NO HEALTH INSURANCE

August 30, 2010

Mentally ill fall through the cracks

Budget cuts, sour economy put those most at risk in danger

By John Richardson jrichardson@pressherald.com
Staff Writer

PORTLAND -- Having a mental illness and no health insurance was almost a deadly combination for Jason Cook.

Last month, homeless and unable to afford treatment for his bi-polar disorder, the 22-year-old walked to the Casco Bay Bridge.

"I got really low, really depressed," he said. "I was going to jump off the bridge. Portland police ended up stopping me."

Cook instead went to a hospital emergency room, a place he'd been several times before to get help with his illness.

A growing number of uninsured Mainers with mental illness are falling through the cracks of the health care system because of state budget cuts and financial strains on nonprofits, according to state officials and private agencies. Just as when someone goes without treatment for a toothache and ends up in the ER, the lack of access to regular mental health care means illnesses are getting more expensive and patients are getting sicker, officials said.

Youth Alternatives Ingraham, a nonprofit mental health agency in Portland, hopes a new two-year, $100,000 grant will help a lot of people like Cook, who has since qualified for state coverage.

"If we can provide the outpatient or community-based care, we can keep people out of ERs, out of hospitals," said Patricia McKenzie, senior vice president at the agency.

The $100,000 grant arrived last month from the JTG Foundation, a Maine philanthropy founded by the late John T. "Tom" Gorman.

"That's wonderful. We think it will definitely help," said Ronald Welch, director of adult mental health services for the Maine Department of Health and Human Services. "But we've got needs that go well beyond that, to be honest with you."

Welch said the state historically has provided grants to private, non-profits agencies to provide community based mental health care, such as therapy and medication management.

"That amount of money has dried up significantly," he said. Every time there is a budget curtailment, for example, money comes out of the fund used to provide those grants.

Of the state's $300 adult mental health care budget, $23 million is allocated this year for grants to serve people who don't have insurance, according to the department. That's down from $27 million in 2008, a nearly 15 percent decline in three years.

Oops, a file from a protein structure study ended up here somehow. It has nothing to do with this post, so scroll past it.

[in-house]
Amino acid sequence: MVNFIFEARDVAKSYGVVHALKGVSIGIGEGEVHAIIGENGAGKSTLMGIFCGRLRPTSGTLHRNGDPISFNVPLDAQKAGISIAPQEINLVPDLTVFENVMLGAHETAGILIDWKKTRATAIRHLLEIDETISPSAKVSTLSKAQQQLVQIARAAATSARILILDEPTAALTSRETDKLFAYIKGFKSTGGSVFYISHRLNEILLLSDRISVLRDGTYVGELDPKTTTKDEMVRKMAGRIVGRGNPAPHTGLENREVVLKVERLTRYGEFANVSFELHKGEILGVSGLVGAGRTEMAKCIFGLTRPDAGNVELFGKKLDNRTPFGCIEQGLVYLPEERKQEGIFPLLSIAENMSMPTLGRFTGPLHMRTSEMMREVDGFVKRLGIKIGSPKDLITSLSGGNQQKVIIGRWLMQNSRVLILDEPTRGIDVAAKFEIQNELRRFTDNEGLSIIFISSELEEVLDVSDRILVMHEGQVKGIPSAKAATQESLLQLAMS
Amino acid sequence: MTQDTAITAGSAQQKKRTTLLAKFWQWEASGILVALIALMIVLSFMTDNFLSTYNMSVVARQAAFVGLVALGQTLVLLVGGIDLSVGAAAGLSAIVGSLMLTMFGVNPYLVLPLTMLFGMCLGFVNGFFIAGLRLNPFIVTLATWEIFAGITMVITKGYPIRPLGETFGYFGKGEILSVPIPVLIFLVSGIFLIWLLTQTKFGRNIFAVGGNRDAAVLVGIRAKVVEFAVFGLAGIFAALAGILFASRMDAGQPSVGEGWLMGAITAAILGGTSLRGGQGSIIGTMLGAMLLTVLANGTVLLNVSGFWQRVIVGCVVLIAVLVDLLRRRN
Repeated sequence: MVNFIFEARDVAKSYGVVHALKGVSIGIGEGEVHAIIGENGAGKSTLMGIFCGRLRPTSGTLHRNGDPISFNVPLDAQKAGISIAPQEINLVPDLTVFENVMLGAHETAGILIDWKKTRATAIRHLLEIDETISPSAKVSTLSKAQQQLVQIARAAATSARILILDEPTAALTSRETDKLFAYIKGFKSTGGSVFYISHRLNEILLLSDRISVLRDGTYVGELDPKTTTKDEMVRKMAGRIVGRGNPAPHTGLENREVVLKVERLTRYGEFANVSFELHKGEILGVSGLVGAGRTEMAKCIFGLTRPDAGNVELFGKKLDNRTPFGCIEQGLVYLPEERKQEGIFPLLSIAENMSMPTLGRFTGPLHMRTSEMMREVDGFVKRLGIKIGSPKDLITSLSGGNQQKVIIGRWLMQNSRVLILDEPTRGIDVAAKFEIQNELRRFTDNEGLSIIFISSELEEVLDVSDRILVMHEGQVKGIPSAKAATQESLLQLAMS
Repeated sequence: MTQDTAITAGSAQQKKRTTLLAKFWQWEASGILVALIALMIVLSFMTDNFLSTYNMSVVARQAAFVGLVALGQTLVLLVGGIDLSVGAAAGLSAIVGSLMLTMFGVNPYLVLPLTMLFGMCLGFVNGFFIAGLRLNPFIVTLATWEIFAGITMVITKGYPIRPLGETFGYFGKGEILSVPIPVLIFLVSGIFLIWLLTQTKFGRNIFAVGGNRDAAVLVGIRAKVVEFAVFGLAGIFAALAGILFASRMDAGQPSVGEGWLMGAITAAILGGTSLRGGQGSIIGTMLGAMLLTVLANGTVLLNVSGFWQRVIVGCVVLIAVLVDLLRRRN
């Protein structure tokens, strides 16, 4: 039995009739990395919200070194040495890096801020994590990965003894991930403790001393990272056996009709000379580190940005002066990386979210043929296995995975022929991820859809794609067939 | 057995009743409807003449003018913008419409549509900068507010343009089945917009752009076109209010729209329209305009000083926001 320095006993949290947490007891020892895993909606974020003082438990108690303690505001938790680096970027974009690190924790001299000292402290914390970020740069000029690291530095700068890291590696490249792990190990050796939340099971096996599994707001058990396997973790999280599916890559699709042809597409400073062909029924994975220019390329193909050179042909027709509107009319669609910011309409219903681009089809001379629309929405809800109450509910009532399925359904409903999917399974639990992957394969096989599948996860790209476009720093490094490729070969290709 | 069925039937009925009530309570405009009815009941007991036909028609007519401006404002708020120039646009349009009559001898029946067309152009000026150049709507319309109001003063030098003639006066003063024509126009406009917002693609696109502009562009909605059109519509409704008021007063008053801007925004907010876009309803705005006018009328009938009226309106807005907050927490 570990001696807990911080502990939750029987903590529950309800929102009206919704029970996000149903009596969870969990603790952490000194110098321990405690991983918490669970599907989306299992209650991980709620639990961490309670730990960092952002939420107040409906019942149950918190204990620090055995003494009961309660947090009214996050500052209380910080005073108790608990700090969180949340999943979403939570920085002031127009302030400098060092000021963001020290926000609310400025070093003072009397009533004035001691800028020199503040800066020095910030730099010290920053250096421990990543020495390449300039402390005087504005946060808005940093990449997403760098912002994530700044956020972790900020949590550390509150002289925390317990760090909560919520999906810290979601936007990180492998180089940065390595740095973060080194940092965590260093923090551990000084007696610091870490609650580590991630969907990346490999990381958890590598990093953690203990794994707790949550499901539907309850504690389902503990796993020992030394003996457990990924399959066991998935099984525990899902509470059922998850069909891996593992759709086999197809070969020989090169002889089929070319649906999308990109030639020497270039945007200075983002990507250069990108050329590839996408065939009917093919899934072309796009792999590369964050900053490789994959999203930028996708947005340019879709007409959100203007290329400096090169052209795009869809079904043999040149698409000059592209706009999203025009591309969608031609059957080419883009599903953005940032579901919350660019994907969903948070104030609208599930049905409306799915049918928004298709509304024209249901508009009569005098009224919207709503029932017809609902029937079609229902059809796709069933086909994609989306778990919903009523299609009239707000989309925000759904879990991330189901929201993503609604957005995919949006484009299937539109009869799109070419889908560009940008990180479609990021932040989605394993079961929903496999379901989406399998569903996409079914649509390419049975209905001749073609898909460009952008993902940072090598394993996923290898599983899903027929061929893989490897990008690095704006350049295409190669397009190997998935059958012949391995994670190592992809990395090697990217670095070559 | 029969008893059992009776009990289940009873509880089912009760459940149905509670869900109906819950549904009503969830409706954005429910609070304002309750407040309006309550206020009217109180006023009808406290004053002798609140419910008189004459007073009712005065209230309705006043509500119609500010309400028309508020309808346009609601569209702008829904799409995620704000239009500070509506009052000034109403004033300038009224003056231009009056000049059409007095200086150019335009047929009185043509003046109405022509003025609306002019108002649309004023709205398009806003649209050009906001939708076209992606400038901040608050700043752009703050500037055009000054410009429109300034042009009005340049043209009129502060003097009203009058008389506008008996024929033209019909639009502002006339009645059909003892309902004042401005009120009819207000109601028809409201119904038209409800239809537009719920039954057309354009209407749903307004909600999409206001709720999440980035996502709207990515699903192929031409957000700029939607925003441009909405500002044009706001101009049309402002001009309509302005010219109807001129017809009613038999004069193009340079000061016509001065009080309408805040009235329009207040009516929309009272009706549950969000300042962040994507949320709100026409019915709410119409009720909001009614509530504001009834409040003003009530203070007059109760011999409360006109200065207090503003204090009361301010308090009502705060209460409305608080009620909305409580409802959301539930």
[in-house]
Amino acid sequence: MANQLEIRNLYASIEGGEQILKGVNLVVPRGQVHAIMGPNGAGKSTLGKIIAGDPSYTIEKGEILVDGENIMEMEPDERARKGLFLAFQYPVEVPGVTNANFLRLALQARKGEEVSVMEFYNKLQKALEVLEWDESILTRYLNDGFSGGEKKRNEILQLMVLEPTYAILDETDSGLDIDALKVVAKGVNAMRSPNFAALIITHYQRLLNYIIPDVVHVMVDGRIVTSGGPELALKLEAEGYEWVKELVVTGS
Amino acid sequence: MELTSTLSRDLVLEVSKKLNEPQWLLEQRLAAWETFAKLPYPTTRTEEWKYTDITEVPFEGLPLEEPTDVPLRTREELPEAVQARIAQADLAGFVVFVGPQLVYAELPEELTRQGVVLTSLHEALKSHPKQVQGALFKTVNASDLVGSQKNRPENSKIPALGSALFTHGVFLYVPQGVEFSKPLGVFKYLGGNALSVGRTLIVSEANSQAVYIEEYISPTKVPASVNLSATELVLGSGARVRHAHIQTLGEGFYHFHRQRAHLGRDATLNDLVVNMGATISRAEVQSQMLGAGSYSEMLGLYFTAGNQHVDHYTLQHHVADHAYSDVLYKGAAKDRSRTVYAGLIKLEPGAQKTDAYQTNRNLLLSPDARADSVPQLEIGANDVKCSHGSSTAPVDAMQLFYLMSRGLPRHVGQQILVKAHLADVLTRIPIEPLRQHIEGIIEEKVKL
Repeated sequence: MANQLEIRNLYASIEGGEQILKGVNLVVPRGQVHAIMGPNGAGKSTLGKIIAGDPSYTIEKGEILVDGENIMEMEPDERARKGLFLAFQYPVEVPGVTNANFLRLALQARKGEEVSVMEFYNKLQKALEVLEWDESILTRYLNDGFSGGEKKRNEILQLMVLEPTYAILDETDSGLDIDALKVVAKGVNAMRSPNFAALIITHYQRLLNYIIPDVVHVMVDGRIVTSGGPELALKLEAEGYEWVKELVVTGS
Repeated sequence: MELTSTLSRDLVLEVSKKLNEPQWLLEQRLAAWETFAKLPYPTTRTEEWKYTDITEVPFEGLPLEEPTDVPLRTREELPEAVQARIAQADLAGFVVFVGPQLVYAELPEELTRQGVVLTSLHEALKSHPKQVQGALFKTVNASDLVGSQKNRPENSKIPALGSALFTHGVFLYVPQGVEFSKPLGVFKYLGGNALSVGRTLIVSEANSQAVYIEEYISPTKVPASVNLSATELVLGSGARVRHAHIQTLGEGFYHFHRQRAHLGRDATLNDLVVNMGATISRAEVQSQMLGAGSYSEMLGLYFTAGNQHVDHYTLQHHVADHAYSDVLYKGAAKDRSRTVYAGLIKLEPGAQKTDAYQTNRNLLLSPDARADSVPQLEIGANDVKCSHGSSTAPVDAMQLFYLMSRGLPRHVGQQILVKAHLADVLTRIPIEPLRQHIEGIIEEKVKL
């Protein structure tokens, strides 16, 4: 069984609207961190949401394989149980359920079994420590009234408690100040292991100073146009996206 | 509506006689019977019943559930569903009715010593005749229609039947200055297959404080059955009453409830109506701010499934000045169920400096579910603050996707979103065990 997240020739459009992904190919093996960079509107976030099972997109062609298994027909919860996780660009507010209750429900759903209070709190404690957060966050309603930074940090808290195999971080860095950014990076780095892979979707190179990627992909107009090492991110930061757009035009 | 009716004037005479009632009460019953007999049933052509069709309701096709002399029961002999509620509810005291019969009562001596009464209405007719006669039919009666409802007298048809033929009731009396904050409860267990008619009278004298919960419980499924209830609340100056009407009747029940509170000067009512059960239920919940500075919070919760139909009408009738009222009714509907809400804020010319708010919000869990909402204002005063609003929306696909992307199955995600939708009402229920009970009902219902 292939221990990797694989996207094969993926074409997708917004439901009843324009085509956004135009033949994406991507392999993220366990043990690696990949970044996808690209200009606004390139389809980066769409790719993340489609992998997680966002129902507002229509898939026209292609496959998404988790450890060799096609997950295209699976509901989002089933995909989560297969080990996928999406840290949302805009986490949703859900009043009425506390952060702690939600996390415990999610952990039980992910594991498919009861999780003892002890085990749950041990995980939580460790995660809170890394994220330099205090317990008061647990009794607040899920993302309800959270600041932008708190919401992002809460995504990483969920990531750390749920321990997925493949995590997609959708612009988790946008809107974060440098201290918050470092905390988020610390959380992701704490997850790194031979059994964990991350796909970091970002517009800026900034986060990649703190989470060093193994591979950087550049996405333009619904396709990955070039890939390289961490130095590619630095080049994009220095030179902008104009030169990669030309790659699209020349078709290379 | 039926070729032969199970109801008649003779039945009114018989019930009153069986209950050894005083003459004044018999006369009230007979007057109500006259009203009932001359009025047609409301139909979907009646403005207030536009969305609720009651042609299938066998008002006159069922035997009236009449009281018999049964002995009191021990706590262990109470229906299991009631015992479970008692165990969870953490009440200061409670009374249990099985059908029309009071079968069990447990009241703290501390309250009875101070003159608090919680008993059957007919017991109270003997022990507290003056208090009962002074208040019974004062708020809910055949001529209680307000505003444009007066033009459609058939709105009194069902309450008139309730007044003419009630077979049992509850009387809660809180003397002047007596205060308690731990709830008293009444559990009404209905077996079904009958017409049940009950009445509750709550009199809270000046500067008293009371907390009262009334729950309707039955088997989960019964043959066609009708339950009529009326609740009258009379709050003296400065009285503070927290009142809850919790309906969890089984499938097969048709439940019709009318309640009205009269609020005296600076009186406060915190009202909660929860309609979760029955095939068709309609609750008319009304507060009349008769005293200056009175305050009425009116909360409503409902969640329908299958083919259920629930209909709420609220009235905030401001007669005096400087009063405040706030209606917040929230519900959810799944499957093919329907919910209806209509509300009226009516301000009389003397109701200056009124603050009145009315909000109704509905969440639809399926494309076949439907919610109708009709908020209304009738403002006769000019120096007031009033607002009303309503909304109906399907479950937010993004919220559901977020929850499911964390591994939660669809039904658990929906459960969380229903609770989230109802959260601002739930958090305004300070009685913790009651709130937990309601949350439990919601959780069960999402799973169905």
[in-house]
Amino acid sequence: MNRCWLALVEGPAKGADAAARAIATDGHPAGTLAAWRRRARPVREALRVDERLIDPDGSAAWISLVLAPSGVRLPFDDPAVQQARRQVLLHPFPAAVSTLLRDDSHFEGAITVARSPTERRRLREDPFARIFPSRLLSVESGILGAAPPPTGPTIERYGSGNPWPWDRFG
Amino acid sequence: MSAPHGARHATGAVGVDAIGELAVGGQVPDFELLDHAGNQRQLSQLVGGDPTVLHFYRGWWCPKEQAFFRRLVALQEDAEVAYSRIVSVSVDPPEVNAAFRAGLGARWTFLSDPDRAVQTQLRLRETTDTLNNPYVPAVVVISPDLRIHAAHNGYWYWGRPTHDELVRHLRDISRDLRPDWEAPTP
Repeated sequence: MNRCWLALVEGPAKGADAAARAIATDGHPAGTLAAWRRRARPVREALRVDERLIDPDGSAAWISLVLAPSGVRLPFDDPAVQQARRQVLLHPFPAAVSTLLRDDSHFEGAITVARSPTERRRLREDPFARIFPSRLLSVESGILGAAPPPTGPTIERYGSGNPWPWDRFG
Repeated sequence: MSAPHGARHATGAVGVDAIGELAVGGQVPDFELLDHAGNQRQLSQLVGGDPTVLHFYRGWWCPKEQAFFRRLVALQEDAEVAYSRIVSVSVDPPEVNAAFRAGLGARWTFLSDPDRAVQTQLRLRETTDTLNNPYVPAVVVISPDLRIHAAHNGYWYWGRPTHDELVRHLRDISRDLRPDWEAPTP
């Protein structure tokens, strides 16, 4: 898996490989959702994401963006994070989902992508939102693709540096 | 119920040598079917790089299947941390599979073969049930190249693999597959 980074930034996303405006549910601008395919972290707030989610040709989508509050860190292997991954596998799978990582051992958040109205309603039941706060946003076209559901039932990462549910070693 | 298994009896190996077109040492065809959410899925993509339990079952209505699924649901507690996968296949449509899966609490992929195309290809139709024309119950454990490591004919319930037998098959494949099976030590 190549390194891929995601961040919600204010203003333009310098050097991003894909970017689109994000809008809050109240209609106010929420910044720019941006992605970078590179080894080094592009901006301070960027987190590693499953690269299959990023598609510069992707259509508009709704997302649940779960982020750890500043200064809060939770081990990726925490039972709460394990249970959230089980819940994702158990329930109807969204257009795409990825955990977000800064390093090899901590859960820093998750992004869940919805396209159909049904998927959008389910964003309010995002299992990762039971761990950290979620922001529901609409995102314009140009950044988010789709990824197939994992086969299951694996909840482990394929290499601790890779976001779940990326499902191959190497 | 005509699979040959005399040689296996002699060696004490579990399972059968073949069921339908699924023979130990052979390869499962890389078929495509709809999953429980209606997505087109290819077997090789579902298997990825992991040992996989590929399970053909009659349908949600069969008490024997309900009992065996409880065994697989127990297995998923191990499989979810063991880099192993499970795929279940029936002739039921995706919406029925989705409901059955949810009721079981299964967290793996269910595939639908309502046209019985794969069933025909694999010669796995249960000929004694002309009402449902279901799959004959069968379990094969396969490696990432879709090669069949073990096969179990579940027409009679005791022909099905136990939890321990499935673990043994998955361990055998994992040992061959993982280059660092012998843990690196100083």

As state money has declined, nonprofits have cut back on the services they can provide the uninsured.

Youth Alternatives Ingraham and others still provide urgent care, including crisis hotlines and short-term residential treatment and counseling, regardless of someone's ability pay. Much of that is still funded by the state. But beyond 30 days of crisis care, the agencies can now provide little or no ongoing support for continuing medical management or therapy for someone who doesn't have insurance.

"There has been a gap in services and this (grant) will help cover those people. When they hit the end of their 30 days, they're relatively stable but they really need therapy or to see a psychiatrist or case manager," said Steve Addario, the agency's crisis director.

About one-third of the 2,000 calls to Youth Alternatives Ingraham each month are from people without insurance, according to Addario. Many uninsured patients end up back in crisis care repeatedly because they have no regular support to keep them well, he said.

A month of out-patent counseling and medical care for a patient with mental illness might cost about $400 to $500, according to Youth Alternative Ingraham. A single emergency room visit for a mental health crisis lasting less than eight hours costs about $440, according to a recent analysis by Maine Mental Health Partners in South Portland. And that hospital cost doesn't include the psychiatrist's time in the ER or the usual follow-up crisis care by an agency such as Youth Alternatives Ingraham.

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